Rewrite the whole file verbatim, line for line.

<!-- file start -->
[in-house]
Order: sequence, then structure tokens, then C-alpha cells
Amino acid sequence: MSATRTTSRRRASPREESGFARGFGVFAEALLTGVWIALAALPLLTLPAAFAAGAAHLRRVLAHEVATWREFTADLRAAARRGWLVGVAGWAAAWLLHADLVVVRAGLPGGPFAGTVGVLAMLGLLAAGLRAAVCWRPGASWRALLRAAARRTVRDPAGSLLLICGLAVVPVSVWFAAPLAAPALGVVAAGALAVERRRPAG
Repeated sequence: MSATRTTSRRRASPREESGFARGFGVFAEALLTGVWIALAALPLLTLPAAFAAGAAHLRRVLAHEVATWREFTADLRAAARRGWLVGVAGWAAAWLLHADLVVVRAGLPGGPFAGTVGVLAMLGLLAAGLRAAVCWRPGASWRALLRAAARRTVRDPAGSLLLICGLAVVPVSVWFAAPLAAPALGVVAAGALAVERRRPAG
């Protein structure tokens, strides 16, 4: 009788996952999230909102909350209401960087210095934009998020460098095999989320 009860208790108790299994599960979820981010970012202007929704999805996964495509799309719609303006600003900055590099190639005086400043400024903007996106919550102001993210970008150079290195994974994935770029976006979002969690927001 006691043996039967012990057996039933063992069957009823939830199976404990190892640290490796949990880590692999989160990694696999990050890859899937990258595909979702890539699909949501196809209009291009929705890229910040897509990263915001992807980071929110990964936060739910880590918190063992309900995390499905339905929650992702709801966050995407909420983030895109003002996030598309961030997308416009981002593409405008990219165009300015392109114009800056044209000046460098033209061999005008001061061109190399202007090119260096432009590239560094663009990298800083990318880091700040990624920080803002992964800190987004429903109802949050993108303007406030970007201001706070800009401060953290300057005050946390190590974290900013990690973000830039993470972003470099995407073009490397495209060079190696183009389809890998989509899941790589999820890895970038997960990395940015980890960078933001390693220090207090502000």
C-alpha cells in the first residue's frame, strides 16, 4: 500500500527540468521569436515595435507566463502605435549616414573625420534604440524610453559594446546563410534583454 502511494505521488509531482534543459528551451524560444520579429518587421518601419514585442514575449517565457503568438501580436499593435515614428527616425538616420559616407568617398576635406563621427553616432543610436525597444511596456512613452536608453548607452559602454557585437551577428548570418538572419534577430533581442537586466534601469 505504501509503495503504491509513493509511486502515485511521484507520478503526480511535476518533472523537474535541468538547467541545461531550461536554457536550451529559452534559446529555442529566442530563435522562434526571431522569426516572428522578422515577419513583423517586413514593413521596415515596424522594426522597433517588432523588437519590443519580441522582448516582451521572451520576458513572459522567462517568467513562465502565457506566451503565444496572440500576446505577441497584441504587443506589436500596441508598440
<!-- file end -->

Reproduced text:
[in-house]
Order: sequence, then structure tokens, then C-alpha cells
Amino acid sequence: MSATRTTSRRRASPREESGFARGFGVFAEALLTGVWIALAALPLLTLPAAFAAGAAHLRRVLAHEVATWREFTADLRAAARRGWLVGVAGWAAAWLLHADLVVVRAGLPGGPFAGTVGVLAMLGLLAAGLRAAVCWRPGASWRALLRAAARRTVRDPAGSLLLICGLAVVPVSVWFAAPLAAPALGVVAAGALAVERRRPAG
Repeated sequence: MSATRTTSRRRASPREESGFARGFGVFAEALLTGVWIALAALPLLTLPAAFAAGAAHLRRVLAHEVATWREFTADLRAAARRGWLVGVAGWAAAWLLHADLVVVRAGLPGGPFAGTVGVLAMLGLLAAGLRAAVCWRPGASWRALLRAAARRTVRDPAGSLLLICGLAVVPVSVWFAAPLAAPALGVVAAGALAVERRRPAG
């Protein structure tokens, strides 16, 4: 009788996952999230909102909350209401960087210095934009998020460098095999989320 009860208790108790299994599960979820981010970012202007929704999805996964495509799309719609303006600003900055590099190639005086400043400024903007996106919550102001993210970008150079290195994974994935770029976006979002969690927001 006691043996039967012990057996039933063992069957009823939830199976404990190892640290490796949990880590692999989160990694696999990050890859899937990258595909979702890539699909949501196809209009291009929705890229910040897509990263915001992807980071929110990964936060739910880590918190063992309900995390499905339905929650992702709801966050995407909420983030895109003002996030598309961030997308416009981002593409405008990219165009300015392109114009800056044209000046460098033209061999005008001061061109190399202007090119260096432009590239560094663009990298800083990318880091700040990624920080803002992964800190987004429903109802949050993108303007406030970007201001706070800009401060953290300057005050946390190590974290900013990690973000830039993470972003470099995407073009490397495209060079190696183009389809890998989509899941790589999820890895970038997960990395940015980890960078933001390693220090207090502000």
C-alpha cells in the first residue's frame, strides 16, 4: 500500500527540468521569436515595435507566463502605435549616414573625420534604440524610453559594446546563410534583454 502511494505521488509531482534543459528551451524560444520579429518587421518601419514585442514575449517565457503568438501580436499593435515614428527616425538616420559616407568617398576635406563621427553616432543610436525597444511596456512613452536608453548607452559602454557585437551577428548570418538572419534577430533581442537586466534601469 505504501509503495503504491509513493509511486502515485511521484507520478503526480511535476518533472523537474535541468538547467541545461531550461536554457536550451529559452534559446529555442529566442530563435522562434526571431522569426516572428522578422515577419513583423517586413514593413521596415515596424522594426522597433517588432523588437519590443519580441522582448516582451521572451520576458513572459522567462517568467513562465502565457506566451503565444496572440500576446505577441497584441504587443506589436500596441508598440